There appears to be an enormous amount of interest in using data (a.k.a. analytics) as a management tool for gaining some degree of certainty of performance through better control of the tasks and the task doers of an enterprise. In fact analytics seems to be the beginning and end all of management these days. After all, as Lord Kelvin asserted ‘to measure is to know” and “when you can measure what you are speaking about, and express it in numbers, you know something about it; but when you cannot measure it, when you cannot express it in numbers, your knowledge is of a meagre and unsatisfactory kind.” This is all well and good if we are dealing with pure mechanical systems, systems with no inherent will or self-initiation and that function according to laws of physical science.
Spoiler alert: Organizations are not such systems and neither are the people who are members of the organization. So let’s not get carried away with the idea of realizing certainty and control by making everything an abstraction when we are dealing with living (not mechanical) systems.
In a recent posting by Michael Schrage in HBR Blog Network it was presented that analytics is used by professional sports management in a moneyball fashion (yes just like in the movie) for predicting and paying for future performance. In athletic endeavors it is a fact that ability—quickness, speed, reaction time, vision, etc—decreases with age. So of course this makes better sense paying for what can happen due to current ability than paying for what happened in the past, for yesterday’s wins. Further in sports perhaps there are also considerations for the celebrity value that puts fans in the seats.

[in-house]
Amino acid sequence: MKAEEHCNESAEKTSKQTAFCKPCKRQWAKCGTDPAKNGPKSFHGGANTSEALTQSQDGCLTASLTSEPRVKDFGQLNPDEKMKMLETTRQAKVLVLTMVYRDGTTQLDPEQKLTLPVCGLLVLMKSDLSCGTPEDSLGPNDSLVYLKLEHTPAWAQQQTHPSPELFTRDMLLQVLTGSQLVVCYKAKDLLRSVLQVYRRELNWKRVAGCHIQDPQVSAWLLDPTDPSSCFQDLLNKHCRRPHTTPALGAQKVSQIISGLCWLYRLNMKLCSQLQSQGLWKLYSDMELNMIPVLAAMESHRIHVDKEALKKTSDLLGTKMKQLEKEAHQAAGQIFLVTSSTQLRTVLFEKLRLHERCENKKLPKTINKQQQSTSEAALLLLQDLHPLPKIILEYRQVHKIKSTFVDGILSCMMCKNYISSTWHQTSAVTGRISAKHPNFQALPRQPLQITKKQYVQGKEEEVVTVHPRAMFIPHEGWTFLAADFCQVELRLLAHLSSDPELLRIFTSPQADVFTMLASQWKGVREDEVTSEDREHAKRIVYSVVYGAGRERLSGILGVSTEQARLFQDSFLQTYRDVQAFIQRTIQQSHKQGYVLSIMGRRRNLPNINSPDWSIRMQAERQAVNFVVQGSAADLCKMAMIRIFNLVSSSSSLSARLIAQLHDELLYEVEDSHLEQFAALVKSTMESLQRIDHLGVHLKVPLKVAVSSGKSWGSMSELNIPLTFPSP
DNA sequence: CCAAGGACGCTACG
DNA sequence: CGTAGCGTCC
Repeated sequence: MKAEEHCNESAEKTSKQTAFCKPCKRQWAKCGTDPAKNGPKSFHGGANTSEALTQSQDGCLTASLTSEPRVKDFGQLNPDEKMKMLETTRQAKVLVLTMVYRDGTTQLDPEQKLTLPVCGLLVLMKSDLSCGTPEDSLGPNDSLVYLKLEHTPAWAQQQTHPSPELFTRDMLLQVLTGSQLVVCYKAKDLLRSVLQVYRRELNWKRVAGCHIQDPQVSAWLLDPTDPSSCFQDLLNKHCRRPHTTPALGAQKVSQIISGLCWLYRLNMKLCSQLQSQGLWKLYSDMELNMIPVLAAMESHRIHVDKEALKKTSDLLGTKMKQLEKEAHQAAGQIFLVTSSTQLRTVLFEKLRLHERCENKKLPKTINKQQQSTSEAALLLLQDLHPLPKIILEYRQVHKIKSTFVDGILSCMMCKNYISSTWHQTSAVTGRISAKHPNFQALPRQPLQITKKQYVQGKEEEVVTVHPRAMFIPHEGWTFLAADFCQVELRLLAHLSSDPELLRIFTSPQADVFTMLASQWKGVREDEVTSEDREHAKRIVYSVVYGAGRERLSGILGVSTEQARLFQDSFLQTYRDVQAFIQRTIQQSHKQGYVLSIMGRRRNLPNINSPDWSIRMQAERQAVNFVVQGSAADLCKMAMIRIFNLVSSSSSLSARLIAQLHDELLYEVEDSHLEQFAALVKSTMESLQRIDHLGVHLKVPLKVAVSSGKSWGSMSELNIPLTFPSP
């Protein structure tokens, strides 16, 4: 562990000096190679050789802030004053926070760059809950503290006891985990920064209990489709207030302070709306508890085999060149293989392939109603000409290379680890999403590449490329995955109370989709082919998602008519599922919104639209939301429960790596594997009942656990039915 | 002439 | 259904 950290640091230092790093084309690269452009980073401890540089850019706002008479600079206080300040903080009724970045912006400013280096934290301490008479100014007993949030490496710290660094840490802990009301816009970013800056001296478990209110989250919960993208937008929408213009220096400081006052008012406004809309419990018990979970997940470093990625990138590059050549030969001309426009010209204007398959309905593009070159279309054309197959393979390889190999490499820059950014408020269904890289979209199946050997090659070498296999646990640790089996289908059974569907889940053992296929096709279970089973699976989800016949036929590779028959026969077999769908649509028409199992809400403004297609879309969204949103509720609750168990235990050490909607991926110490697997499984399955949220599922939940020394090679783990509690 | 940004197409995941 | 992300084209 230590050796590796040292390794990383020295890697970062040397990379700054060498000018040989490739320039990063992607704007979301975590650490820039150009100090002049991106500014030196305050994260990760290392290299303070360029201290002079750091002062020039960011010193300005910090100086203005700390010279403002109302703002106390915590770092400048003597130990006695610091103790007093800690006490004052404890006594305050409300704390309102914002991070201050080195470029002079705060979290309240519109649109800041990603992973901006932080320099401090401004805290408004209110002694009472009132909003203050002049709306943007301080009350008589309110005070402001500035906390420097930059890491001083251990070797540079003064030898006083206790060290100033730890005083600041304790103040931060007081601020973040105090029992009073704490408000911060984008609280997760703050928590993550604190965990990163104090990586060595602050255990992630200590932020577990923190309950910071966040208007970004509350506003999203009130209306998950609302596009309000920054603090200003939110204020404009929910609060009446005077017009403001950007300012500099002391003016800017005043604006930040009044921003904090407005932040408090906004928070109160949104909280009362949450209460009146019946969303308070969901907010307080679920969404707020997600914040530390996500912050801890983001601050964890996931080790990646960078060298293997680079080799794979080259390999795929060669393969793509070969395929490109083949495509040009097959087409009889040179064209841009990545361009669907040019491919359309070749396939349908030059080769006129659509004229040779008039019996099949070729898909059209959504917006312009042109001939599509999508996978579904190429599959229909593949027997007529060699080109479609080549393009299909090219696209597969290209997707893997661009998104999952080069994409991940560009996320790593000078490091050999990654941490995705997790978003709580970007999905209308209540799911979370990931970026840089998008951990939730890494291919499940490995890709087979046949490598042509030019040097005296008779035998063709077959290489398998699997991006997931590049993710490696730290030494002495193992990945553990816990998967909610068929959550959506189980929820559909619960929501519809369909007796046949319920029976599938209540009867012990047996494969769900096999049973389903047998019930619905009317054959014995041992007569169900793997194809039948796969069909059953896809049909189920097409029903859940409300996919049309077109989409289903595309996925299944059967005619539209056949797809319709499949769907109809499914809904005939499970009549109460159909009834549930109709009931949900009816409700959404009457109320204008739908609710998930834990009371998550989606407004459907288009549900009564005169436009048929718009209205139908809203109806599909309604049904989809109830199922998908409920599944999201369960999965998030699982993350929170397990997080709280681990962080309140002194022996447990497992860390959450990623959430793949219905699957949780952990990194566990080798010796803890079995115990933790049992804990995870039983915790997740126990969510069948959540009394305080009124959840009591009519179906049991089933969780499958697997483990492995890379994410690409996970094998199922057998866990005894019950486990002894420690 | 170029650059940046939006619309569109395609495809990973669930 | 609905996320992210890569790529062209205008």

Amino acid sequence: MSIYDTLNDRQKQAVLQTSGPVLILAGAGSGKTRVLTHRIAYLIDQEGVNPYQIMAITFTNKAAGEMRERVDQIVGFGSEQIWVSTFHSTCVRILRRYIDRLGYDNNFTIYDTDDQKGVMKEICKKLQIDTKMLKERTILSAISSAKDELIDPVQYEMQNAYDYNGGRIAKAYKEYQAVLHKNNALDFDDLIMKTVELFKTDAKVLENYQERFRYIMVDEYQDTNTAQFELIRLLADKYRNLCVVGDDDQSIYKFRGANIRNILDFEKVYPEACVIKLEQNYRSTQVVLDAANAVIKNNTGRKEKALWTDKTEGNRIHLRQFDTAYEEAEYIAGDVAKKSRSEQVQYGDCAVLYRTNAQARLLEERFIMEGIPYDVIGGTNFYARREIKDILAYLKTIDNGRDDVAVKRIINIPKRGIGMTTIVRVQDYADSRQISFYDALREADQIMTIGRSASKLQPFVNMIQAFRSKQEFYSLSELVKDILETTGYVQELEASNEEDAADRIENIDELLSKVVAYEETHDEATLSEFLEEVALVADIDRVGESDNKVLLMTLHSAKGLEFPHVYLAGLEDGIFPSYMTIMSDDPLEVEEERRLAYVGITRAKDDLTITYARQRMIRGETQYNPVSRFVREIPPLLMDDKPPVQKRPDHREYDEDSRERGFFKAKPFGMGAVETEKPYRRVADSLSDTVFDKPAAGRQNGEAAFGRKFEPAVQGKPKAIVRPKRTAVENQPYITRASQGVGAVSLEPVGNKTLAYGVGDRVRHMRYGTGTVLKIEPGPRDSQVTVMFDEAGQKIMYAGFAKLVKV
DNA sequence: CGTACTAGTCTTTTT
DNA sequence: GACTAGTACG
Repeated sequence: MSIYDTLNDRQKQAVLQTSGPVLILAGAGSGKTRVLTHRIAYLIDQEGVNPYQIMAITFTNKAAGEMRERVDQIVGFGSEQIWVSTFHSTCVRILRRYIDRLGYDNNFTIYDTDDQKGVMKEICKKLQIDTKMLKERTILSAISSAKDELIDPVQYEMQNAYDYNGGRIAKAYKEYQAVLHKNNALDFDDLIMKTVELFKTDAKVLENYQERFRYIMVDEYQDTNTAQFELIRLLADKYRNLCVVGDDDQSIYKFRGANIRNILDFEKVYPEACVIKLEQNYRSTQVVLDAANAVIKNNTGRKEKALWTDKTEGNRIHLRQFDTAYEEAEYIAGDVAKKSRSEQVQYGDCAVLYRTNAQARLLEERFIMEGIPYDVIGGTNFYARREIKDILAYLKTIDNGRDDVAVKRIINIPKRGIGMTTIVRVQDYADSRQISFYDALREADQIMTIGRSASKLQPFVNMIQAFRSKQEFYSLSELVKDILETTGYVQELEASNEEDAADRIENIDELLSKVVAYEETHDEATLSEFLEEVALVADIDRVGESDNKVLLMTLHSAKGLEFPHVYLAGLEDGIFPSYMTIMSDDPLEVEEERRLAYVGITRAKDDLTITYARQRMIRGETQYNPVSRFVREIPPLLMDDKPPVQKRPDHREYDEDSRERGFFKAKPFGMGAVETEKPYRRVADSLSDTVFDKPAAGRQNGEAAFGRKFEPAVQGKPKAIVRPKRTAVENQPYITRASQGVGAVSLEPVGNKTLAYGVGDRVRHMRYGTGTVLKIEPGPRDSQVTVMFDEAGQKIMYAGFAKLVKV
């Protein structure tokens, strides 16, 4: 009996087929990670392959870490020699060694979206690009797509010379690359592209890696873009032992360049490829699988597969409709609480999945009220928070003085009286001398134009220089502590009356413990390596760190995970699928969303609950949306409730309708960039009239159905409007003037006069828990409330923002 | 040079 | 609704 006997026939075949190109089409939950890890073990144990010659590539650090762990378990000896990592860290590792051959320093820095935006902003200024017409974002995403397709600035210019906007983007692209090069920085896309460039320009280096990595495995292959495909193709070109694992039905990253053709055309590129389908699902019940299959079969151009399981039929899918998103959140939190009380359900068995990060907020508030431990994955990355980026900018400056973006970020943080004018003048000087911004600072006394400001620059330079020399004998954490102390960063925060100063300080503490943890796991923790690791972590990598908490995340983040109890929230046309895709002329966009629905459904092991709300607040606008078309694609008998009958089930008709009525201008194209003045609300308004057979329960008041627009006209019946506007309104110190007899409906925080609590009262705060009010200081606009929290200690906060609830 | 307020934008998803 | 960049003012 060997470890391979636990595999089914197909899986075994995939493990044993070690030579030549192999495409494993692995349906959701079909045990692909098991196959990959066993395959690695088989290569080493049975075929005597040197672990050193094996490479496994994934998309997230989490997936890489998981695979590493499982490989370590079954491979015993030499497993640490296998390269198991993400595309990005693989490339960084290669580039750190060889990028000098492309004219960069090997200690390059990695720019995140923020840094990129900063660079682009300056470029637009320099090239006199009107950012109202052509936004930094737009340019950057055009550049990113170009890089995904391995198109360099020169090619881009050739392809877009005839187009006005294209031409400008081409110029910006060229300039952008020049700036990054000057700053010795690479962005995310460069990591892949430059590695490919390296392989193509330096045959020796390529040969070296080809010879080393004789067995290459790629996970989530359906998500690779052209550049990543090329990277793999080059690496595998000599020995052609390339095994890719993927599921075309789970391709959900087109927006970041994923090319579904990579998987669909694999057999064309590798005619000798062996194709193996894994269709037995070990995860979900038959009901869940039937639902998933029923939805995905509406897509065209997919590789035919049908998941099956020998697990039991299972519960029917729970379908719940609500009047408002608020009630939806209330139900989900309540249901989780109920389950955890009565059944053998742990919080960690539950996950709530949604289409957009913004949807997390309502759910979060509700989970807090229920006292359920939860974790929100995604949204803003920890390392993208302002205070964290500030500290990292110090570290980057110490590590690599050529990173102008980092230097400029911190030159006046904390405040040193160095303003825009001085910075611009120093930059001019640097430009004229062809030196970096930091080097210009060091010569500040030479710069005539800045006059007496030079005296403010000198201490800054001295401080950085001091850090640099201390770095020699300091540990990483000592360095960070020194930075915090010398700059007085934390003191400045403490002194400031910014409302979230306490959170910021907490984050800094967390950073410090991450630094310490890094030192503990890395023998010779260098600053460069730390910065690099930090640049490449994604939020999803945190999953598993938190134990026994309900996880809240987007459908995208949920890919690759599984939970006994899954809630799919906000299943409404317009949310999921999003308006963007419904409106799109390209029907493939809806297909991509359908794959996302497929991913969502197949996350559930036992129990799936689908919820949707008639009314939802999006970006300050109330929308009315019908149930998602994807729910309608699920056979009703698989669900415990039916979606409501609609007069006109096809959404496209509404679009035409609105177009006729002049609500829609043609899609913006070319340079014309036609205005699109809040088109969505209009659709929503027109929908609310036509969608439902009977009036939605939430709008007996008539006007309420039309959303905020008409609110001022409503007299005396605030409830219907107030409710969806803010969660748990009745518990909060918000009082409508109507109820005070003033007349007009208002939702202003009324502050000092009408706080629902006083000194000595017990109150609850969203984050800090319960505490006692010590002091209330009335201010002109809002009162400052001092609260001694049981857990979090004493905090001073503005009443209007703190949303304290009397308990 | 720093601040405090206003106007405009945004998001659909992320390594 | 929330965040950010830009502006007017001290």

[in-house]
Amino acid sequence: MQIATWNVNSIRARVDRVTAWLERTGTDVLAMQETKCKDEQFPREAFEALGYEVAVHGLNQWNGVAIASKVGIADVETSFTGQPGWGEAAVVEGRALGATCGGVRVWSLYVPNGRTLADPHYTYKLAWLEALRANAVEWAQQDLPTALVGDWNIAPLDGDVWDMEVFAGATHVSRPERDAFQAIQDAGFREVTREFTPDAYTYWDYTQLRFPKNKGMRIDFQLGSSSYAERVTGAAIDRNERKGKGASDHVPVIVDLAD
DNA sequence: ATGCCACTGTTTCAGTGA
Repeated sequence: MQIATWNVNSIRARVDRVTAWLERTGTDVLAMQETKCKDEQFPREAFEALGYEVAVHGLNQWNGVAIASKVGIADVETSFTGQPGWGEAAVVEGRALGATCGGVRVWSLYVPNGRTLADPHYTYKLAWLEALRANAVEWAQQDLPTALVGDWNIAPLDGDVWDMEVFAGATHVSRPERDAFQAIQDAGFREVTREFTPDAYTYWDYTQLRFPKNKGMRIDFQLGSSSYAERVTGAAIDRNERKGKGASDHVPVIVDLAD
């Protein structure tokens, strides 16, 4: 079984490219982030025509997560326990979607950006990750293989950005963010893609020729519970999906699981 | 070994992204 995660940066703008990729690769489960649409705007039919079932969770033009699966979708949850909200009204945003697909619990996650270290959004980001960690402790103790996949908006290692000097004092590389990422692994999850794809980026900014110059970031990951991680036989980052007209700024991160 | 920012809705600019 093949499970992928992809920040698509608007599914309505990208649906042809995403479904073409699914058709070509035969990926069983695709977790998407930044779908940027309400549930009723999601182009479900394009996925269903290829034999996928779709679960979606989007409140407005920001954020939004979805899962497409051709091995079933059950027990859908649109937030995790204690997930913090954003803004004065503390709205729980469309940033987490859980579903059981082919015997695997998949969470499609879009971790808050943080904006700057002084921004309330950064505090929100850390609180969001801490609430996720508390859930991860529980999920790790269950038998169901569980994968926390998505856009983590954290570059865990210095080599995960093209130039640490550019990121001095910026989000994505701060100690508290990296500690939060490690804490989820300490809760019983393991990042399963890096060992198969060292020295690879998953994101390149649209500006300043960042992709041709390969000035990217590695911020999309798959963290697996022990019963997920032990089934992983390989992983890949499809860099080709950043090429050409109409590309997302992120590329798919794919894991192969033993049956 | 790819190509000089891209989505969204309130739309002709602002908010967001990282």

So does this transfer to business management? What does performance depend on in business organizations? It is not athleticism, so what is it? Schrage rightfully points out that personal loyalty has a role in one’s performance, yet he implies that factors like (old) age impairs performance. On the latter point, if this were true those with more (years of) experience would have less value than one who has few. The point of fact is it is not just the person’s knowledge and skills but also his/her relationship to the people he/she co-labors with and the relationship with the system itself.
Just as the organization’s performance is an emergent property and not reducible to the knowledge and skills of each individual, an individual’s performance is likewise an emergent property. Whether one actualizes his/her potential is not solely up to the individual; it isn’t just a matter of effort. Whether potential is actualized is very much dependent upon the space provided by the organization within which one works. So those gathering analytics need to do so on the very processes that impact the likelihood of potential being actualized—that is management practice. If management manages as if the organization is a profit-producing machine then what will get actualized will be far less than the potential that is actually available—a lot of potential will lie dormant. It will be management who is not performing and so who is collecting analytics on that!
Again, I quote Lord Kelvin, “the more you understand what is wrong with a figure, the more valuable that figure becomes.” What’s the implication? Those who are employing analytics must understand fully the limitations of the data; otherwise their application will be misguided and prove quite harmful to future performance, of both individuals and the organization. There is no substitute for knowing!